Tim Tebow is raising eyebrows with his performance as part of Double-A Binghamton.
Entering play Wednesday, the former Florida quarterback and Heisman Trophy winner was batting .259 with 4 home runs and 18 RBIs in 32 games. He boasted a .339 on-base percentage, and his minor-league numbers were better than a number of Top 100 prospects.
Recently, Tebow spoke about how adjusting to opponents’ strategies against him had served him well in Double-A.
“On some of the other levels they’ll try to have a plan, but they’ll get away from it, go back to what they feel comfortable with,” Tebow said via MiLB’s Craig Forde. “I think here, you have more teams and series where they really try to stick to how they’re pitching you. If you adjust to that, then they’re going to make adjustments.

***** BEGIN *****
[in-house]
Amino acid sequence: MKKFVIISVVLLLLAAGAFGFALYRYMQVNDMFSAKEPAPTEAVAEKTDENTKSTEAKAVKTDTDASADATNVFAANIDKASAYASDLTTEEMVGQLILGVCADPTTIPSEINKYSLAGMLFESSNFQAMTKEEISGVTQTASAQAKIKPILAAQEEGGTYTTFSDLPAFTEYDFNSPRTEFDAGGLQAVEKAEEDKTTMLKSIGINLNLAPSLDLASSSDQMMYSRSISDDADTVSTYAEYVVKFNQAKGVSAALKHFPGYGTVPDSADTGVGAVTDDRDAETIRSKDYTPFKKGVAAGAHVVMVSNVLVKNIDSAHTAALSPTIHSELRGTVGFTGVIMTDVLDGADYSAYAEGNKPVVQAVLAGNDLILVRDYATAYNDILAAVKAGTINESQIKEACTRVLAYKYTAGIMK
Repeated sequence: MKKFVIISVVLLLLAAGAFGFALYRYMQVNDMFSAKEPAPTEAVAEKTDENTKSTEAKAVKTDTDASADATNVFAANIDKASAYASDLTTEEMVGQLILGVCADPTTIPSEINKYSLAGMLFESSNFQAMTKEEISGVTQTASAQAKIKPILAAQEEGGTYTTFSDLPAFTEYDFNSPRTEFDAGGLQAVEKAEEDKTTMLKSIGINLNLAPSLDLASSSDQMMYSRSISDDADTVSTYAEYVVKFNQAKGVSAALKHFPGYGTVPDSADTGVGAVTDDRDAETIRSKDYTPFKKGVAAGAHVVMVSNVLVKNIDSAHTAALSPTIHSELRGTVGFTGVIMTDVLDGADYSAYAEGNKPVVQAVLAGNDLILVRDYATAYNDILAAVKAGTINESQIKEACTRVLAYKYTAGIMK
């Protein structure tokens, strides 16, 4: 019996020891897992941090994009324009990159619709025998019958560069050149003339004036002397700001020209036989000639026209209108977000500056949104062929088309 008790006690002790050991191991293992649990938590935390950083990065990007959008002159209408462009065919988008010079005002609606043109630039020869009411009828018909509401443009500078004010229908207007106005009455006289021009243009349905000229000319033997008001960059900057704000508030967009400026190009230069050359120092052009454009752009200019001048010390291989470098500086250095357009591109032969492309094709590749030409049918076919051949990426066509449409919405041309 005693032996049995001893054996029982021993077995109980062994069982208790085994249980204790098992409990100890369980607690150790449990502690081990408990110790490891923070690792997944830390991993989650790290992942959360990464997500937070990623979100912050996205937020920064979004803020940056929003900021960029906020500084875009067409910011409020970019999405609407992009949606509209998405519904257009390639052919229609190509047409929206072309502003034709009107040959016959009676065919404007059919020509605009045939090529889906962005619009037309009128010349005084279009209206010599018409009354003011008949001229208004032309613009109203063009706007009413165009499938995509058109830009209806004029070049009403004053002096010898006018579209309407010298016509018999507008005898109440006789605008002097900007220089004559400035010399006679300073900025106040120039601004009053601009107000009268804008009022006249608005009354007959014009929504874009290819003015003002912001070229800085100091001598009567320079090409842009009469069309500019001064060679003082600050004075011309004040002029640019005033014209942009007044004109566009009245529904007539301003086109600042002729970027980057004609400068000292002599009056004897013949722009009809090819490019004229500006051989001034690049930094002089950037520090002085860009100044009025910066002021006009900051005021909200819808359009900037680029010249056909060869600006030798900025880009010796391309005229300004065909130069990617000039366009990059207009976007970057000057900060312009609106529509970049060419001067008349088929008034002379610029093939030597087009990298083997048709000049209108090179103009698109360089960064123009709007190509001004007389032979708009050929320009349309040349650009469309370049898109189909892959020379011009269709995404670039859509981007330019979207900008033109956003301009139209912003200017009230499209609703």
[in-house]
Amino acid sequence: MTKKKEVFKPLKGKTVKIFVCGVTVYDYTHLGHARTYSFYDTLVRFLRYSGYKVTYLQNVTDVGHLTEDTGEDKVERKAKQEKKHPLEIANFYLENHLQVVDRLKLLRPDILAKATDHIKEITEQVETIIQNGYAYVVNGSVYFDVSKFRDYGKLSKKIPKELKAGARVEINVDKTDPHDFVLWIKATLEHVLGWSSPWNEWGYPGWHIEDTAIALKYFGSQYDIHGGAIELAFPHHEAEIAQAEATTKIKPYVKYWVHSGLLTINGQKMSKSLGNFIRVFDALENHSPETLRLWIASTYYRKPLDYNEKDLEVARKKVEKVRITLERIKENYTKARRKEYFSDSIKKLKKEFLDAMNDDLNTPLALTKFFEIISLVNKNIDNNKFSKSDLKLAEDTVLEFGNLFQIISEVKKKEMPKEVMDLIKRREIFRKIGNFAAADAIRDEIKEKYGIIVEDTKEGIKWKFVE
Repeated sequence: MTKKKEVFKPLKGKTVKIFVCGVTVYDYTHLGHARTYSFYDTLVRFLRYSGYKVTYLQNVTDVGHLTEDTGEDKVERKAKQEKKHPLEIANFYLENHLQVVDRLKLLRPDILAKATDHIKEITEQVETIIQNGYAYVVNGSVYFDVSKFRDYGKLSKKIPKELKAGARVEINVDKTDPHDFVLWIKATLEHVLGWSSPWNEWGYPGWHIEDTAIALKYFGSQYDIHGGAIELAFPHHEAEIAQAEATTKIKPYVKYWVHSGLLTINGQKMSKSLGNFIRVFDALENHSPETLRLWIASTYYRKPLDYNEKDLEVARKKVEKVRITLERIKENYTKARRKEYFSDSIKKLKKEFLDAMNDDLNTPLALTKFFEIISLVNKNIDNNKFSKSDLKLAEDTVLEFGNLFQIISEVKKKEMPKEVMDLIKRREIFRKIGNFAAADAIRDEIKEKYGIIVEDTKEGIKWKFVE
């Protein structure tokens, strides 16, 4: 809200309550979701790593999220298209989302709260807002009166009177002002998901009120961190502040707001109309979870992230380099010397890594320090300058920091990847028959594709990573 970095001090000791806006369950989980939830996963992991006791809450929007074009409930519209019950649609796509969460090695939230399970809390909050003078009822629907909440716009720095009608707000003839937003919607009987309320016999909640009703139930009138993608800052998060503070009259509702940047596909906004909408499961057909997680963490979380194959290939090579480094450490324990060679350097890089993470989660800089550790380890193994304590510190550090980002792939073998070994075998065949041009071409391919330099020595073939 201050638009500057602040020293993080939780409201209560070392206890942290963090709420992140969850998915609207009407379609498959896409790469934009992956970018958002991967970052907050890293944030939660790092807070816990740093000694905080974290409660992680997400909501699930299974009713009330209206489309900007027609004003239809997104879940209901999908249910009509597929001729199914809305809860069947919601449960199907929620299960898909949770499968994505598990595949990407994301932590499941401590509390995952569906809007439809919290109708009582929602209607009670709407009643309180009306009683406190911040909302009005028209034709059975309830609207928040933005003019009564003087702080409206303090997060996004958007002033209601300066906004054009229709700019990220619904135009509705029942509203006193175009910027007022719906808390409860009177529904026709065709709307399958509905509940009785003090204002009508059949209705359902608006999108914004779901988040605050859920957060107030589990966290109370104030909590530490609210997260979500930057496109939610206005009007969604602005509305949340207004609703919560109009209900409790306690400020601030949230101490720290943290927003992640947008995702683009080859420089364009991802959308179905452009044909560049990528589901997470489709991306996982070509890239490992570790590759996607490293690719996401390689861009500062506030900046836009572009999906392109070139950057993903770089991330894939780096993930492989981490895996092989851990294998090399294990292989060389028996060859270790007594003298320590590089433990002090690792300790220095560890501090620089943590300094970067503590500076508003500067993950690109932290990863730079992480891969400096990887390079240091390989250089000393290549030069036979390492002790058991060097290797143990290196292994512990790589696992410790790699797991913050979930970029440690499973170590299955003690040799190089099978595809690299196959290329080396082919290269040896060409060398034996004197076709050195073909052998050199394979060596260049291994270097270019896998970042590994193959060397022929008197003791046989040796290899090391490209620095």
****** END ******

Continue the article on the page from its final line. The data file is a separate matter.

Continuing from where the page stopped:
“I think you learn how to understand when you’re not doing something well, when you need to adjust something, when you need to continue to make more adjustments after they’ve adjusted. Everything goes into it.”
That’s thoughtful insight from Tebow, who seems to have adjusted well at his current level after splitting time between Single-A Columbia and Single-A Advanced St. Lucie last year. If he can continue to be a consistent producer with Binghamton, it’s not a stretch to envision him receiving a call-up to Triple-A and threatening for a chance to reach the major leagues with the New York Mets.
In observing Tebow’s approach to strategies against him, it’s easy to assume his experience in football helped him hone his concentration. It’s clear he enjoys the chess game involved with any competitive situation, and it would be unwise to bet against him now.